Session Engagement

’Without engagement not much else is really possible’’

Picture the scene you have planned your session, spent ages drawing it up and on the day you feel like your having to work overtime to make it look anything like you imagined. Some players are not feeling it at all and mess around, others are finding it far too easy so what do you do?

Without engagement not much else is really possible, it is the glue that sticks your ideas, your coaching points and session plan together. As your coach education progresses the learning process of how to engage your learners will never stop. New ideas are always welcome and if you think outside the box many teaching websites hold lots of great information on engagement that you can feedback into your coaching world.

Engagement to myself and Dale would mean players enjoying themselves, are they motivated with the task you have put on, is their challenges that absorb individuals and groups to develop enthusiastic learning.

Of course its still hard, thats never in doubt with so many factors that can occur but coming out of what we call ‘lazy’ coaching is optional as a volunteer or paid coach. Just small steps can make the extra differences when putting on an engaged lesson. Lets be honest if you don’t feel your having to work harder then your group you may just enjoy it more, no?

We couldn't possibly list all the factors in this blog but here are a few steps we can take for a more engaged session.

1) Plan – It can be difficult as everyone has a busy life but as the old saying goes fail to prepare, prepare to fail. Usually without a plan in place the off the cuff coaching is a real art and if it seems messy to you it most likely is to the players.

2) Maximise your contact time – Read the great article from Matty Dye a few weeks ago. Be set up to move on to the next practice, try plan the management of your session. Less stoppage time more playing time!

3) Talk less! - Feedback does not just need to come from you. Players can work out their own learning in partners, groups and by analysing others. Step back, explore different learning styles and give yourself more time to go round and tweak little objectives and coaching points 1to1. Lots of teachers now use a 70:30 ratio in class. 70% pupil led, 30% teacher led.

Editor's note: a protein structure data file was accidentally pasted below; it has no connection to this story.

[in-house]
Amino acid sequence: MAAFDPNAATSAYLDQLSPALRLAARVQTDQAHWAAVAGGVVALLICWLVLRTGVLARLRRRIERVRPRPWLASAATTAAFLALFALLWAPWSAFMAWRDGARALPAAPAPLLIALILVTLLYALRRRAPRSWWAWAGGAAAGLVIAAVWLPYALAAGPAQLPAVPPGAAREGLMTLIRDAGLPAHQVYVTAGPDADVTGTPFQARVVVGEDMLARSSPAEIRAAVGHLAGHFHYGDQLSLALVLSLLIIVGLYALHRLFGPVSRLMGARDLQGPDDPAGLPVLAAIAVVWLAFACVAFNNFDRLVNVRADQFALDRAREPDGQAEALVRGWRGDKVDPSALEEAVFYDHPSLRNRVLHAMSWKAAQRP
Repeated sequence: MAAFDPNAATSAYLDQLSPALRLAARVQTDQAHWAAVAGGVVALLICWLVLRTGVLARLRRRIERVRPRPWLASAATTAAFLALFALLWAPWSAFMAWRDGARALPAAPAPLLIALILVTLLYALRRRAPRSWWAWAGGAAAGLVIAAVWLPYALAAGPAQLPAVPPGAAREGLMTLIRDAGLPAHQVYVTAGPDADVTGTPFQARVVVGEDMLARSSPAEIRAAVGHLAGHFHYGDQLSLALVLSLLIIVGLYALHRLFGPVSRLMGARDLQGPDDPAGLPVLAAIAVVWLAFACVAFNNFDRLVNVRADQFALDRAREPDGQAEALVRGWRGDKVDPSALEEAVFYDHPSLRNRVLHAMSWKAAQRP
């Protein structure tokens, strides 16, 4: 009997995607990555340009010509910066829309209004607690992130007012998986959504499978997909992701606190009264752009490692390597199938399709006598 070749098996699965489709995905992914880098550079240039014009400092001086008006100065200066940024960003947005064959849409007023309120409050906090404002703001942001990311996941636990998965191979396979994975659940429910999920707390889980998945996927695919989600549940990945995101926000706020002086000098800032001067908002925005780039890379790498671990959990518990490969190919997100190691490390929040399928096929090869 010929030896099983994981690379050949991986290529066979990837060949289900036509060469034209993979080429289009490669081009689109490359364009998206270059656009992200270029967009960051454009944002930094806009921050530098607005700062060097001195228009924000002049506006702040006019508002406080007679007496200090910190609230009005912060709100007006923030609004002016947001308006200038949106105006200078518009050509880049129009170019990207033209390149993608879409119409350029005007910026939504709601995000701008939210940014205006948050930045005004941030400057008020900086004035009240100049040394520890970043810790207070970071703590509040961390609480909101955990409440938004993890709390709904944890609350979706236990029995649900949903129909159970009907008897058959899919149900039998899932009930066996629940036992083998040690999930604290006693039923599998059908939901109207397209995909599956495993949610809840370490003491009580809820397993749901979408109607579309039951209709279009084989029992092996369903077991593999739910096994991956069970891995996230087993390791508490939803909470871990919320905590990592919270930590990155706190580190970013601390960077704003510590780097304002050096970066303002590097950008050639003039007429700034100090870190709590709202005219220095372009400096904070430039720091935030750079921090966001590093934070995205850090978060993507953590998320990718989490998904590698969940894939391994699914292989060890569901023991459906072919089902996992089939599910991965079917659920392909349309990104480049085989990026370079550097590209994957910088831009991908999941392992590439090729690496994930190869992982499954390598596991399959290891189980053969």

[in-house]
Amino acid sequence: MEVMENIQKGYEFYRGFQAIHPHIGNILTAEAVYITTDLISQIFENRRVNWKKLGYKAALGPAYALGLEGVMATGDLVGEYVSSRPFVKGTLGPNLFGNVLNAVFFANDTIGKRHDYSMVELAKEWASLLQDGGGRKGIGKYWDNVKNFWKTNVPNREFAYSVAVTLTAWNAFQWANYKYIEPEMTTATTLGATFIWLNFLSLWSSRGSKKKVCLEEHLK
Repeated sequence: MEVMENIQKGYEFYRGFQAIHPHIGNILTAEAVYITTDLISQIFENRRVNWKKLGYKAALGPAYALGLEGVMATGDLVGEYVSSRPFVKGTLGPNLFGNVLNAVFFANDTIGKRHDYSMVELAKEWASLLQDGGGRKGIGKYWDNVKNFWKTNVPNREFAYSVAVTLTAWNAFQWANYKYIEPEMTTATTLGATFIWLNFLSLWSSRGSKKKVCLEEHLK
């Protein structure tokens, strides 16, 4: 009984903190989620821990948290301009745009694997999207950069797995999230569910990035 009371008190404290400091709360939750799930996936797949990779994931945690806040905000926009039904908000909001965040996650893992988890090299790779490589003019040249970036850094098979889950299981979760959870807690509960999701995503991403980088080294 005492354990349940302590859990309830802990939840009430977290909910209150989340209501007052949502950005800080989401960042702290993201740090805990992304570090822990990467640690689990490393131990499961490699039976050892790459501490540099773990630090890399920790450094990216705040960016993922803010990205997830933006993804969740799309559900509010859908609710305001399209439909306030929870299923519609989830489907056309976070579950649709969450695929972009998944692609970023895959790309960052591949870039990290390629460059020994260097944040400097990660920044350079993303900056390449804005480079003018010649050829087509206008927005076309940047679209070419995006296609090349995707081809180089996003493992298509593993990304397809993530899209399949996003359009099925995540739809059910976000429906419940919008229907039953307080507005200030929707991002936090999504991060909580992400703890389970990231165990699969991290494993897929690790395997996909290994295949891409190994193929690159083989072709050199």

4) Clear tasks – You should work towards your philosophy if your club has set one, or if you are working on a particular topic is what you are trying to coach worthwhile to the players?

Is what your doing clear, did you use a tactics board for a visual or demonstrate? Is it possible to reach the task objective or if its too easy to reach whats next for that player? All things to think about when planning or active within your session.

5) Challenge – Probably the most important one. A fundamental of Tecnica is that all players of different abilities are challenged. Not everyone is in the same place. For example your teaching ball mastery and one player can grasp a skill off just a demonstration, so you ask them to put it in a combination with another skill or how to use both feet to do it etc. However you have another player who can’t grasp it, so you break the skill down in small parts, run through it slowly and build repetition. Players need different ingredients at different times.

Competition and scenarios can also be crucial within sessions and knowing when to use it can be key. When the tempo is slowing down, players possibly becoming bored, use your competition wisely to come back on task and see the benefits!

Hopefully I have provided some information that can be useful. My advice would be don't be afraid to ask coaches for advice on how they manage sessions or see if you can observe. I still do that now, nobody knows everything and I like to believe the coaching community is one that can continue to help each other.


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